They are so scared. More scared than they’ve been since Hillary Clinton moved into the White House. They do this every time they get this scared, and they never get this scared of a man. Other people might wonder how politics and the media can be filled with so many pearl-clutchers when there are so few women in either profession, but such is the case. Some might suggest these folks were a little too close to mamma to grow up to be functional men, if you know what I mean. Still others might suggest it’s an intimacy-issues thing, the result of being cuckolded by empowered, irritated, unsatisfied wives. Whatever the source of this neuroses and dysfunction, the result is always the same:
Gary Kamiya’s article in Salon was graced by that picture of Palin. That picture of Hillary is from Spy Magazine, circa February 1993, just a month after she and Bill arrived in Washington. This is the Fourth Estate’s enfeebled attempt police the political class. But it only shows how distorted and mentally diseased they are, how much privilege they’ve been able to secure, which is to say, way too much. Maybe we need to run a Psychiatrist for president, so we can have these images translated for the media as they publish them.
What they don’t think about, because it’s so far outside the limited borders of their bubbled brains, is what effect this sort of propaganda has on some people, especially people aware of and open to feminist sentiments. That Spy Magazine cover made me a life-long fan of Hillary Clinton at the tender age of 22, and articulated in one image what she’s had to fight as a woman in politics all her life. It also made me shed the bullshit rhetoric swirling around women in my age group at the time that feminism wasn’t necessary anymore, and was odious to boot. The sympathy it created in me spurred the birth of a barrier wall in my brain, which grew with every dirty trick Republicans of the 1990s threw at Hillary or Bill. A lot of other Americans experienced this too. This wall of static sound developed for a lot of people, so that by 1995 all most people heard when they listened to Clinton critics and naysayers was a whole lot of what Lucy and Charlie hear when adults speak in a Peanuts cartoon: Waa-WAA-Waa-WAA-WAA.
But there was a danger I wasn’t aware of at the time, and the thought of that missed danger plagues me today. The kids of the 1990s weren’t able to build that wall of static, they absorbed and internalized all of those unfounded charges and characterizations. And because they were too young to understand what was going on, because parents felt uncomfortable talking about it to them because of the Lewinsky-sex issue, the little seeds of hate Republicans were trying to sow at the time landed in a lot of young, fertile hearts. And look where we are today. We’ve got young women so stupefied from all the confusion they can’t even see overt, rank sexism before their very eyes. We’ve got other, older women so hooked in to the white male power structure they’re unwilling to risk losing anything, to risk being put into leather and chains themselves, even if just in pictures. We’ve got a lot of young men monkeying those Republicans from the 90s, even some young men ostensibly smart enough to know better. These are monsters built in the ideological ovens of the 1990s. This is the legacy of 1990s, of all those Republican hit jobs.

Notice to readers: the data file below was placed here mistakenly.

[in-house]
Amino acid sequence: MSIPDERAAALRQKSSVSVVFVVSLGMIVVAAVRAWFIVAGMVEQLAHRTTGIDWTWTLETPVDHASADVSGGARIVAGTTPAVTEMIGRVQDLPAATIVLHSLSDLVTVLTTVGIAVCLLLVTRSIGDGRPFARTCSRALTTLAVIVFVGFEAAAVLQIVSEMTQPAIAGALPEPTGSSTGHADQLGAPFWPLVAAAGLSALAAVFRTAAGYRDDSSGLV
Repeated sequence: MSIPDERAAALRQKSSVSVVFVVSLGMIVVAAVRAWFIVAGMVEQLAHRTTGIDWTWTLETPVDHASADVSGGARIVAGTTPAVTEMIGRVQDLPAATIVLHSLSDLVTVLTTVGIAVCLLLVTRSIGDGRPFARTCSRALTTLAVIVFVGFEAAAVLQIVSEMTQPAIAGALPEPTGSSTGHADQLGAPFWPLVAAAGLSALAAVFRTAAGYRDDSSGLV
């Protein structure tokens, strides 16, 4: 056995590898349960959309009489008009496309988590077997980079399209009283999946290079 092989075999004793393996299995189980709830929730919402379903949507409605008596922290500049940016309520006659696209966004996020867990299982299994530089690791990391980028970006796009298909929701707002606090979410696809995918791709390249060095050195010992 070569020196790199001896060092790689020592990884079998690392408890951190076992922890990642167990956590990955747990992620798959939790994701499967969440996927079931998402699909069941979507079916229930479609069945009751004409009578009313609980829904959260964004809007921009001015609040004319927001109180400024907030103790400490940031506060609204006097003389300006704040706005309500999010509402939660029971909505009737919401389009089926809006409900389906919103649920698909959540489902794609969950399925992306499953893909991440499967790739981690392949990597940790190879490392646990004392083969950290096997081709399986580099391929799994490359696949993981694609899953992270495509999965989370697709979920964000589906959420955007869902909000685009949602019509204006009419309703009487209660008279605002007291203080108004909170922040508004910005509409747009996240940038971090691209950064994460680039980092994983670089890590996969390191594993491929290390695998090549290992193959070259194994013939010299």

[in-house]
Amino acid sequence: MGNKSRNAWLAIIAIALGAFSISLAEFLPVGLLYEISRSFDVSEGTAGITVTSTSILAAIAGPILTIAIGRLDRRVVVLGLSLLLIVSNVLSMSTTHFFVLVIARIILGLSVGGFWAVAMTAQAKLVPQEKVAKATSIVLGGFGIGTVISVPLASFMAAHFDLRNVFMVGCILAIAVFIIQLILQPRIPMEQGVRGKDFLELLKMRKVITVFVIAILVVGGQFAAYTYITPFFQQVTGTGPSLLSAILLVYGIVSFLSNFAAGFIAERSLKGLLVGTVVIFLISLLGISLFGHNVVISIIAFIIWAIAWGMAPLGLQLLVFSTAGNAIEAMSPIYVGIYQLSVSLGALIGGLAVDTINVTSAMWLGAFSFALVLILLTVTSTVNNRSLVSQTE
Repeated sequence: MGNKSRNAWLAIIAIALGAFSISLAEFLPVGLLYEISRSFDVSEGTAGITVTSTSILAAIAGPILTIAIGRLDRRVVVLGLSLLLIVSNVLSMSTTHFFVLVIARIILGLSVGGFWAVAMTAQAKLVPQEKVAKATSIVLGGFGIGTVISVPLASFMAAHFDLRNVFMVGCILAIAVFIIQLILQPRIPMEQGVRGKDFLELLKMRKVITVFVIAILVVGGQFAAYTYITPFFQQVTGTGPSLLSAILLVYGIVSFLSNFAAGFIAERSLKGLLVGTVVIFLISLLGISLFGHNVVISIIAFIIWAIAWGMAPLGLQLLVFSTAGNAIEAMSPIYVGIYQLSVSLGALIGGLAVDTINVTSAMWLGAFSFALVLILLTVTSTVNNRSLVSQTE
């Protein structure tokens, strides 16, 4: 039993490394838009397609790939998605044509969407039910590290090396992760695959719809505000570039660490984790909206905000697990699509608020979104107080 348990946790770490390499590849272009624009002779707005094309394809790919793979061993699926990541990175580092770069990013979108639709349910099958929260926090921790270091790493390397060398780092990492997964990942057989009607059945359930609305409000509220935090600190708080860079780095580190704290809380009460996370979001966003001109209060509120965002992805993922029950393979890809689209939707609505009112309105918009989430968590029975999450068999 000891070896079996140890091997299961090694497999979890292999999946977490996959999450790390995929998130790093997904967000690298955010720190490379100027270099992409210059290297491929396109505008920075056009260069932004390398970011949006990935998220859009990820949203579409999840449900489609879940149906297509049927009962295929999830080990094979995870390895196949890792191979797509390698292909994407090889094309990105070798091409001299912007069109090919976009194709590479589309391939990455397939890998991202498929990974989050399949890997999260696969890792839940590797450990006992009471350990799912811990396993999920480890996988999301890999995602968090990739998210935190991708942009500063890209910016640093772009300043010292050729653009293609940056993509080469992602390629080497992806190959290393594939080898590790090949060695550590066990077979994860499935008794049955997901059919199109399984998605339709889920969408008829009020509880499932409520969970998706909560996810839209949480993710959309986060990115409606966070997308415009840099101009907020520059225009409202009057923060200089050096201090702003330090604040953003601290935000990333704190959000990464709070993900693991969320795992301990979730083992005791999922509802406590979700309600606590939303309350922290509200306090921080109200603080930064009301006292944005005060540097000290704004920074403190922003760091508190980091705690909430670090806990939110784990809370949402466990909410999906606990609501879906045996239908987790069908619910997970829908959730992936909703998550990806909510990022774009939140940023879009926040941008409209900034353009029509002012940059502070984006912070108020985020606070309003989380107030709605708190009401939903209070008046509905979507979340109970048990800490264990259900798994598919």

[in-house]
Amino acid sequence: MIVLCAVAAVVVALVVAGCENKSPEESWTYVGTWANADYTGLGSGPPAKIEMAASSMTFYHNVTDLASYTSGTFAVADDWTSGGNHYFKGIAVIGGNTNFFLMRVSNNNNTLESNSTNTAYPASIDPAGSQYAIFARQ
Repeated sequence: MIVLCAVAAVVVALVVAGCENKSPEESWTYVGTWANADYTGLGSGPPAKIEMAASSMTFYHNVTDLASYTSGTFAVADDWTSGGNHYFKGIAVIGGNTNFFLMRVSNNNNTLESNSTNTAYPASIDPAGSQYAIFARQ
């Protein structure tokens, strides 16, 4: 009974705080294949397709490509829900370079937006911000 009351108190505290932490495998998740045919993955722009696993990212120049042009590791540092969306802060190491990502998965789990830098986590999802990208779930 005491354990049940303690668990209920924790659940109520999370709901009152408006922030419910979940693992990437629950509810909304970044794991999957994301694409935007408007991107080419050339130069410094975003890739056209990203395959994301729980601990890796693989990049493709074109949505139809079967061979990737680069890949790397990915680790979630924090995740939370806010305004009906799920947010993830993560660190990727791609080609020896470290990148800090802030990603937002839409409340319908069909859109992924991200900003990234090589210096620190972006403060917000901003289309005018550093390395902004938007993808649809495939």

This is the also danger we face today. Make no mistake about it. You cannot just go back to your couch, to watching Lost and House and whatever reality TV show it is you follow. Young women and men today, my 14 year old daughter among them, are absorbing the heat of the hit jobs this year. It is baking into their very flesh. IF Hillary runs in 2012, my daughter will be old enough to vote. What choice will she make after all she’s seen this year? So far she’s still an Obama fan, even though she now understands what Hillary had to deal with, and sympathizes with me over the sexism she herself can now identify. But just yesterday, as she sauntered off to bed, she couldn’t resist snarkily throwing this little gem in my face: “Why do you want four more years of Bush, Mom?” This is where she is after living her whole life with a feminist Hillary Clinton supporter. After all she knows about what happened this year, and because I am her mom she knows the whole sorry tale (and is sorry to hear it again), this is still the argument that works for her in her politically budding mind.
This is why we fight. We fight for my daughter and the millions of girls like her who are endangered by the sexist rhetoric that passes for media these days. We fight for the millions of boys who are looking at the Progressive Dude Nation right now, at their style, their pazzazz, their irreverence, and who are wanting to posture the same stance one day if they haven’t adopted it already. There is more at stake than just this year, this election, or the next four years. There are legions of young minds being shaped, and we must inform them, using rhetoric that is natural to their intellect, of what is going on right now and what is possible for the future.